There’s nothing new to say about death. As the reigning Biggest Topic in the World since forever, artists and non-artists alike have pretty much exhausted what you can do with it. Diana Shpungin’s show (Untitled) Portrait of Dad, at Stephan Stoyanov Gallery, seems to admit this, repurposing existing tropes into a deeply personal exploration of grief.
The show title’s allusion to Felix Gonzalez-Torres’s candy-pile work Untitled (Portrait of Dad)(1991) is no accident. In the gallery’s basement, a one-ton pile of potatoes entitled 1,664 Sundays pays homage equally to Gonzalez-Torres and Shpungin’s father, the title reflecting the number of weeks that she and her father were both alive. The potatoes are free for the taking, preferably in one of the 500 paper bags Shpungin has printed with her father’s recipe for home fries. In a hand-drawn animation overlooking the distended pile, her father explains from a hospital bed how he purchased his first car (living in the Soviet bloc) by trading tons of potatoes on the black market. It’s a sensible reason to build a pile of potatoes, but one can’t help but think Shpungin’s missed the point, here: Gonzalez-Torres’s portrait is so fantastically powerful not because we take from a pile of food, but because we take from a pile with the same weight as his father. It’s the resulting Eucharist-like transformation, the equation of subject and work, that makes a five-cent candy feel like an incredible gift. In Shpungin’s work, the potatoes don’t symbolize anything other than, well, other potatoes; taking them from the work doesn’t feel any more moving than taking the bag to hold them in.
That said, there’s some merit here: the dramatic shadows offered by the potato-video juxtaposition is the most appealing visual in the show, and the gallery’s dingy, unfinished basement space is a fitting setting for clandestine potato-smuggling (another animation of Shpungin’s father plays next to an electricity meter). Preparing Shpungin’s potato recipe at home creates a sort of enforced meditation—you’re doing something boring, and there’s an obvious thing to think about as you do—though unfortunately, the significance of the meal is too specific to Shpungin to make you think about anything beyond the show itself.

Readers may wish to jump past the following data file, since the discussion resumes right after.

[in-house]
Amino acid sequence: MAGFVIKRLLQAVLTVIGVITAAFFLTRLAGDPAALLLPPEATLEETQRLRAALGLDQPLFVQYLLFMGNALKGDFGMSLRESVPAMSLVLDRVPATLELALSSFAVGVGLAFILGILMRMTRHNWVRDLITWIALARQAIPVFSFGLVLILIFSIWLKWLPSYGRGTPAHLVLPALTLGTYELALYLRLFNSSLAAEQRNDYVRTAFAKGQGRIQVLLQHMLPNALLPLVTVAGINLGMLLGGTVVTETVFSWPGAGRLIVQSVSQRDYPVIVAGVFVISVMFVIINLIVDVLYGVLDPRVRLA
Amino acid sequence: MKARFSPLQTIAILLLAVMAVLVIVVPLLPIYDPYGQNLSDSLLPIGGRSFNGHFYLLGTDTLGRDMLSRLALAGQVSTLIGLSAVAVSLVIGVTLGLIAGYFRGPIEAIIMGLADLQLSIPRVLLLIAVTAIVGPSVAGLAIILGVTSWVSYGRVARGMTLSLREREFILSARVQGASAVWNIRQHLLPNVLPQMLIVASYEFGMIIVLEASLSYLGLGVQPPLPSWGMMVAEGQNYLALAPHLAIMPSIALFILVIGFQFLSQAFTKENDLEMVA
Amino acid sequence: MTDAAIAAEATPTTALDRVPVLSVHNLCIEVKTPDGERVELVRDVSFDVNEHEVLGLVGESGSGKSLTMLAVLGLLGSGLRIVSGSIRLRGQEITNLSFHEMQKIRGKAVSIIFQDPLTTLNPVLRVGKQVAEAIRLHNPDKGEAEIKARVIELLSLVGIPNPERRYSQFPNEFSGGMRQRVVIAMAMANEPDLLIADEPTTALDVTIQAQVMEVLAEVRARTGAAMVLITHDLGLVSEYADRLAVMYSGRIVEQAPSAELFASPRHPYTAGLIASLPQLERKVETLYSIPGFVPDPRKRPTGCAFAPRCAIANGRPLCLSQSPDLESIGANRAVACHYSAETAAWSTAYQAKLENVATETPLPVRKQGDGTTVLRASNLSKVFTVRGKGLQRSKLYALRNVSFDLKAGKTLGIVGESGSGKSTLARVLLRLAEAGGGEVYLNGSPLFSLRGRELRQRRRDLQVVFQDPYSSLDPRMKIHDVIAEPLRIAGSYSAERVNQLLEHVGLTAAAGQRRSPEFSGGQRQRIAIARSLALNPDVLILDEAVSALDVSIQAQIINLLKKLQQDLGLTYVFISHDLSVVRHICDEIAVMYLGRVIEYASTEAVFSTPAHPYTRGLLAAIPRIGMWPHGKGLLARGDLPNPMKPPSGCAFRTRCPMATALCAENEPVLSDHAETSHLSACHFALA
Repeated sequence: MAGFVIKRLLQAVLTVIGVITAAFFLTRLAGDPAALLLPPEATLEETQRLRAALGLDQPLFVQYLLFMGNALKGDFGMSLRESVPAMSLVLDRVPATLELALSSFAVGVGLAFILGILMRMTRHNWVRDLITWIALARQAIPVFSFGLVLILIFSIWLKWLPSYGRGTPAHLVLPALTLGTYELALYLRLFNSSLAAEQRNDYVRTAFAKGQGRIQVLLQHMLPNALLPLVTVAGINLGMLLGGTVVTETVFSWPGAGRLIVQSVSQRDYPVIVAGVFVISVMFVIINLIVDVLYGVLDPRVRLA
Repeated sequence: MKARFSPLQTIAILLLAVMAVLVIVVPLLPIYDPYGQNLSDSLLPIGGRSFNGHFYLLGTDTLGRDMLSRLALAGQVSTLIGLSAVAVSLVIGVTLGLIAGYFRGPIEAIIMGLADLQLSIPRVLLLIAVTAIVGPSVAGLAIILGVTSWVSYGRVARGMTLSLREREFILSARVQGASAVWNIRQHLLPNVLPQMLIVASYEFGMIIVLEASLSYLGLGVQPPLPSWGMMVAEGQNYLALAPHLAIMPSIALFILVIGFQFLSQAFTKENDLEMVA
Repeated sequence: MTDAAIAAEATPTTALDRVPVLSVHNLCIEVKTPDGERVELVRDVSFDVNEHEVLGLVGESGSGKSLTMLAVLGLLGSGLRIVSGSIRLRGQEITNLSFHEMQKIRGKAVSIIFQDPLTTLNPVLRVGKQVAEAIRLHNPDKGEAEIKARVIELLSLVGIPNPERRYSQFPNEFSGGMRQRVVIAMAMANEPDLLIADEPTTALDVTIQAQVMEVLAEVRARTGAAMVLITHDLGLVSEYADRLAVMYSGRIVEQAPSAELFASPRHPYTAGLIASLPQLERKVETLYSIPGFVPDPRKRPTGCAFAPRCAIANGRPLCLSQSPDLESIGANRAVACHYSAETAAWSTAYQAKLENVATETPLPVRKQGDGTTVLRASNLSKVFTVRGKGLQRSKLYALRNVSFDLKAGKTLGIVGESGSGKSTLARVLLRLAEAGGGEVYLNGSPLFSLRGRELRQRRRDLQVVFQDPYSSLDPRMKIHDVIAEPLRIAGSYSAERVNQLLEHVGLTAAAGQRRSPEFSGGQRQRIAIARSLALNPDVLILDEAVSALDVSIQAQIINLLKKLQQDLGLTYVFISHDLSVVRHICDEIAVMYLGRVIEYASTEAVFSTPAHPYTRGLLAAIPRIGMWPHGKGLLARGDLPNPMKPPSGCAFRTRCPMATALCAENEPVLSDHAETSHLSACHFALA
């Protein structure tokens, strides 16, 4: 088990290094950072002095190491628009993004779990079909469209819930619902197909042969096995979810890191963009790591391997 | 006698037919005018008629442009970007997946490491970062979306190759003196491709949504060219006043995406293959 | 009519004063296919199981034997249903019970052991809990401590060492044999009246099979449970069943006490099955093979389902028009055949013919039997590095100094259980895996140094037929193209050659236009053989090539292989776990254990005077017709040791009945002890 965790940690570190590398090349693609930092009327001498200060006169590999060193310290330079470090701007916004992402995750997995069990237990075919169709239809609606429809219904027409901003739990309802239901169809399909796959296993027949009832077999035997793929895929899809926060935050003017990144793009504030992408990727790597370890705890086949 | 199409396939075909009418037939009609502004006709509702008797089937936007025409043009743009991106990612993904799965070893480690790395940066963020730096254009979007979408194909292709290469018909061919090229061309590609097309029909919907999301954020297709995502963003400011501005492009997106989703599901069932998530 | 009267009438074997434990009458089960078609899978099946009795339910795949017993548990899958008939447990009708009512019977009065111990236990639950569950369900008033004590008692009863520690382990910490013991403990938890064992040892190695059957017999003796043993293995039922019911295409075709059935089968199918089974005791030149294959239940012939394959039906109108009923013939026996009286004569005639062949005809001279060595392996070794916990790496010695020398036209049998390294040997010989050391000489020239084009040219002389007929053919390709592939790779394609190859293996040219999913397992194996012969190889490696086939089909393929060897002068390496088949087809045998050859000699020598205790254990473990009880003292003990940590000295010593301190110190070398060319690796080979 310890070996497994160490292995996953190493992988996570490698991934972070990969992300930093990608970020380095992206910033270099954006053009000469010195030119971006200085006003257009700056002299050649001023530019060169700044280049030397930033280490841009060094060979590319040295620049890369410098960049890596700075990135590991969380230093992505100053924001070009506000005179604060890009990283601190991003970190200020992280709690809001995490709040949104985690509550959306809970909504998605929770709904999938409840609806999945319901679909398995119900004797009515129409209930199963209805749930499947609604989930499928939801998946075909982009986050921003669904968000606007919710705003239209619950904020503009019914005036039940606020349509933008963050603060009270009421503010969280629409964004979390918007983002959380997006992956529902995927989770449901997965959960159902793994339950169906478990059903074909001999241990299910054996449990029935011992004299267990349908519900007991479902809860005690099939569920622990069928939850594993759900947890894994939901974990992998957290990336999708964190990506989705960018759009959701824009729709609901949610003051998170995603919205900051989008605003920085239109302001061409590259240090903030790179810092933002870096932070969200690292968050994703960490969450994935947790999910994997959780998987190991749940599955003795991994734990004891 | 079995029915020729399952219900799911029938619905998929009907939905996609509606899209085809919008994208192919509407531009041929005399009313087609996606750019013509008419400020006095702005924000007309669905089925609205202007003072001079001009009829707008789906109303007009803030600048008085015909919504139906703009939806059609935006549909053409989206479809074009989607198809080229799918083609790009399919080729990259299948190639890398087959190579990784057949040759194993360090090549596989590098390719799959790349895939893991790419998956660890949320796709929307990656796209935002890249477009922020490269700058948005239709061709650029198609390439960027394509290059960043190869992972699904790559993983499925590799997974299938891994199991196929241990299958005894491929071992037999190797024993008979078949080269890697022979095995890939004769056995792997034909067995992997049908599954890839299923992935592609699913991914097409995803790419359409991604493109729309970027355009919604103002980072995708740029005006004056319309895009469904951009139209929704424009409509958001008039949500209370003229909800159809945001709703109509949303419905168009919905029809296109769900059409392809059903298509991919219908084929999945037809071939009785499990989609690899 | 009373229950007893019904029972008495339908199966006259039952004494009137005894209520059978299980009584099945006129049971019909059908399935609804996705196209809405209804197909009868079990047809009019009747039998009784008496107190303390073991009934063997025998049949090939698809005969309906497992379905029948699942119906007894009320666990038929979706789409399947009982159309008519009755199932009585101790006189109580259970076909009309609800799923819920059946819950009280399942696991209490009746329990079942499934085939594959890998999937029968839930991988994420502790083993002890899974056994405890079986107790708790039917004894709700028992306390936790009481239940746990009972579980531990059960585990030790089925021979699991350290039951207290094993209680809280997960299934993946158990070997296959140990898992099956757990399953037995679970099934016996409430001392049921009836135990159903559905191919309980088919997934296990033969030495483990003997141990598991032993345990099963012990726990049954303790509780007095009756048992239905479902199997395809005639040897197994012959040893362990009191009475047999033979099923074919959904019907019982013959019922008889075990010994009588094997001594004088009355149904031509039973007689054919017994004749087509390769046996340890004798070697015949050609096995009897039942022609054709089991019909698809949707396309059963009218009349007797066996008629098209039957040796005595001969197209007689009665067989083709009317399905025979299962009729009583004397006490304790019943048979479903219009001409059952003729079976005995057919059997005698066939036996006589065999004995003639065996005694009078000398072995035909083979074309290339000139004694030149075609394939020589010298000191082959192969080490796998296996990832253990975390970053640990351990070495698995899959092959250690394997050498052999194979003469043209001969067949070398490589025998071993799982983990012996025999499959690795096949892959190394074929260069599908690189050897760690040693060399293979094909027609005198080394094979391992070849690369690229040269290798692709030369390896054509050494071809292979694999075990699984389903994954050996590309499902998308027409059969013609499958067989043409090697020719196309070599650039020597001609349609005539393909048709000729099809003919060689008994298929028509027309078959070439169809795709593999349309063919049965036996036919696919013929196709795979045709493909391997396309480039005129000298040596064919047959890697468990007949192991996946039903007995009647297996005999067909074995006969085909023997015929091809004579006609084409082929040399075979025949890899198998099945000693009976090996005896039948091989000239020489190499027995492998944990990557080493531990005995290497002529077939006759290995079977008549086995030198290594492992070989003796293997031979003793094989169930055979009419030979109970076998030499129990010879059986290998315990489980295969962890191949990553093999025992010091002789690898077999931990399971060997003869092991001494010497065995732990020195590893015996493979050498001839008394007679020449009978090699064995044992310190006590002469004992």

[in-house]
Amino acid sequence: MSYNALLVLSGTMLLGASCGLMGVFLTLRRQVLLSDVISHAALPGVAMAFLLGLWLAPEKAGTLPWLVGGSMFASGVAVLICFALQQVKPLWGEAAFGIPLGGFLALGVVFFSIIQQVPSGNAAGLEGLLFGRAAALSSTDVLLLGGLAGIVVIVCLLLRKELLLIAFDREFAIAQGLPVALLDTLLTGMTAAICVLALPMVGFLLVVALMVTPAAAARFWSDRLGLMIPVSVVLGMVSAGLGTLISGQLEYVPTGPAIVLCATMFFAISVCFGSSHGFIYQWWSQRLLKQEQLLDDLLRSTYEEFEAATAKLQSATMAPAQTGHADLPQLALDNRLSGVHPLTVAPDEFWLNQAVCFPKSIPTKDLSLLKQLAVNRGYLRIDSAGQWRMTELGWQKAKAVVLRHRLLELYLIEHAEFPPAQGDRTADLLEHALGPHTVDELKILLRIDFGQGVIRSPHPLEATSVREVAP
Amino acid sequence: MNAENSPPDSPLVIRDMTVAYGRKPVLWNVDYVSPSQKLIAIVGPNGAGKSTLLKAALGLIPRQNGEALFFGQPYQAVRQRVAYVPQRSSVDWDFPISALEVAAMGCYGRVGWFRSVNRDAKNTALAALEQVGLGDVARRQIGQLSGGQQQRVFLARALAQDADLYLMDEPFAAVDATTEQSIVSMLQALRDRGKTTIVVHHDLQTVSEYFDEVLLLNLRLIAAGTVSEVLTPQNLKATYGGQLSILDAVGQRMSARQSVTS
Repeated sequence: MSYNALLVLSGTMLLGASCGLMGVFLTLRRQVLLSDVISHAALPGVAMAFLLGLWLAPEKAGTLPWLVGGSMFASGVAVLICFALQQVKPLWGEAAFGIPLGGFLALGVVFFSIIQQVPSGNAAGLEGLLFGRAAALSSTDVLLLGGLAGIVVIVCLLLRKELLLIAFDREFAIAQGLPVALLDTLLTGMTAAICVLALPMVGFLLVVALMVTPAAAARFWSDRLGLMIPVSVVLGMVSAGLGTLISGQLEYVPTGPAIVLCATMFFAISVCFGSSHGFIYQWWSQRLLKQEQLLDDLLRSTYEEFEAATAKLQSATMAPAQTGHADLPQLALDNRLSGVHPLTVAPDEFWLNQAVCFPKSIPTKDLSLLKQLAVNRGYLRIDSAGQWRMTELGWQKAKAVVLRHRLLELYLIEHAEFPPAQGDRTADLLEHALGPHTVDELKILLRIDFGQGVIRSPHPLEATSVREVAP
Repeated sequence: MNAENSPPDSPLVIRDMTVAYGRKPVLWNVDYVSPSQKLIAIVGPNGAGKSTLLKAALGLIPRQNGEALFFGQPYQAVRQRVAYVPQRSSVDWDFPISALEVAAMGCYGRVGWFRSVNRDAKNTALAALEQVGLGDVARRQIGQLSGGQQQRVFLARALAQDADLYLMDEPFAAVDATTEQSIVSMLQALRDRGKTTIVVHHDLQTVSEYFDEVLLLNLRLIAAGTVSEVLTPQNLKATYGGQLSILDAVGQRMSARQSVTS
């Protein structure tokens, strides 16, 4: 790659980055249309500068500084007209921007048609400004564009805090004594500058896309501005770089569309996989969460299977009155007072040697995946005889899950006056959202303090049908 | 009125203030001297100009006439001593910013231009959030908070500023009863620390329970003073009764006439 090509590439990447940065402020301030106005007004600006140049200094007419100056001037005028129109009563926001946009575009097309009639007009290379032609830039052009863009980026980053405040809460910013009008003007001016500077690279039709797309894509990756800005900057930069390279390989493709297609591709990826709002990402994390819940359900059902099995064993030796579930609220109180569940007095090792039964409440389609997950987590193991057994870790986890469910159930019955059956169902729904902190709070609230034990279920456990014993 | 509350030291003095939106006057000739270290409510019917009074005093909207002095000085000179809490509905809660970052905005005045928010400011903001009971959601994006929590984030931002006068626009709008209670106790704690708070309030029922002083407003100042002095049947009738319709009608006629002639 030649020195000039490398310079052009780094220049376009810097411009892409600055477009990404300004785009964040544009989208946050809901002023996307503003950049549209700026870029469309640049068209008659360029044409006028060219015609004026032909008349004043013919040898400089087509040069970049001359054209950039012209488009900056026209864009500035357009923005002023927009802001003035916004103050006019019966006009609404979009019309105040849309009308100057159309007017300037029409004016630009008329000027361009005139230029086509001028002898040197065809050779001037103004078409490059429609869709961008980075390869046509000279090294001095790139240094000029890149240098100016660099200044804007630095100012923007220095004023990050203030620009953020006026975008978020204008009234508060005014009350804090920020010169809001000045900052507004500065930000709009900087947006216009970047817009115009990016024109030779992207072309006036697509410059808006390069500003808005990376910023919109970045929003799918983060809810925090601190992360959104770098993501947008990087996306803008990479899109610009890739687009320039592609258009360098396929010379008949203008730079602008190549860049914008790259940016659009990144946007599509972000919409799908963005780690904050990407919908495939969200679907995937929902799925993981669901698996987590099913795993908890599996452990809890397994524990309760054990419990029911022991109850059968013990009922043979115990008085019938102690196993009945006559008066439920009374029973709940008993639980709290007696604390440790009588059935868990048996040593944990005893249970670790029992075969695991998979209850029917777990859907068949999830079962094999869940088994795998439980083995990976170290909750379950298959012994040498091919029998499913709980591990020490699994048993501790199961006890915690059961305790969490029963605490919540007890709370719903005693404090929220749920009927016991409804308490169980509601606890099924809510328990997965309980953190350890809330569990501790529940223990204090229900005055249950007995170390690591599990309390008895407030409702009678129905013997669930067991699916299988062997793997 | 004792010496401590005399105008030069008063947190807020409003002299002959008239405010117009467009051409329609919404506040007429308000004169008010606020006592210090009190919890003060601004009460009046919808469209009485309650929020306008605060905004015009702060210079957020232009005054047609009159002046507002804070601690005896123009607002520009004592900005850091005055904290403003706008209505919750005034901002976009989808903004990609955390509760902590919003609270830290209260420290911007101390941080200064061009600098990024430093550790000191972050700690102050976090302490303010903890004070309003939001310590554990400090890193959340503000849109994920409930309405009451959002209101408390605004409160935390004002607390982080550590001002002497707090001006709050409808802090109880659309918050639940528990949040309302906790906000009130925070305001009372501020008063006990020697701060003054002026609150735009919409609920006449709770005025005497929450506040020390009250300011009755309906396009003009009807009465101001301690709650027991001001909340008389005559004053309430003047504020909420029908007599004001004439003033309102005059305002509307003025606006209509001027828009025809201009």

That specificity is a problem that Shpungin creates and attempts to solve over and over again in the exhibition. For each work like 1,664 Sundays, there’s a work like A Fixed Space Reserved for the Haunting, a graphite-covered chair with one fractured leg, hovering above a pile of obituaries. Shpungin has blacked out all of the details—place, name, age, survivors—from the obituaries, turning the mantra-like repetition of her own coping method into something that generalizes death. Together with two works executed in silhouette, hanging nearby, it goes some way towards remedying the overly personal nature of the show. It doesn’t quite succeed, though. Ultimately, the objective here cannot be a truly universal expression of death, because that’s not how death works: death operates as a series of individual pricks, of specific reminders; obituaries have no power until someone dies in the same hospital as a friend. With Shpungin’s blacked-out pages, we lose too much. Death, it turns out, can be spread too thin.
What we’re left with, then, is a series of monuments to the artist’s grief, for despite her efforts to generalize it’s always hers alone. We can only watch, and take some small pleasure in the palpable sense of catharsis; thankfully, even when they fail, Shpungin’s works are powerful as records of her mourning. Shpungin hasn’t found anything new to say about death, but sometimes you just need to talk.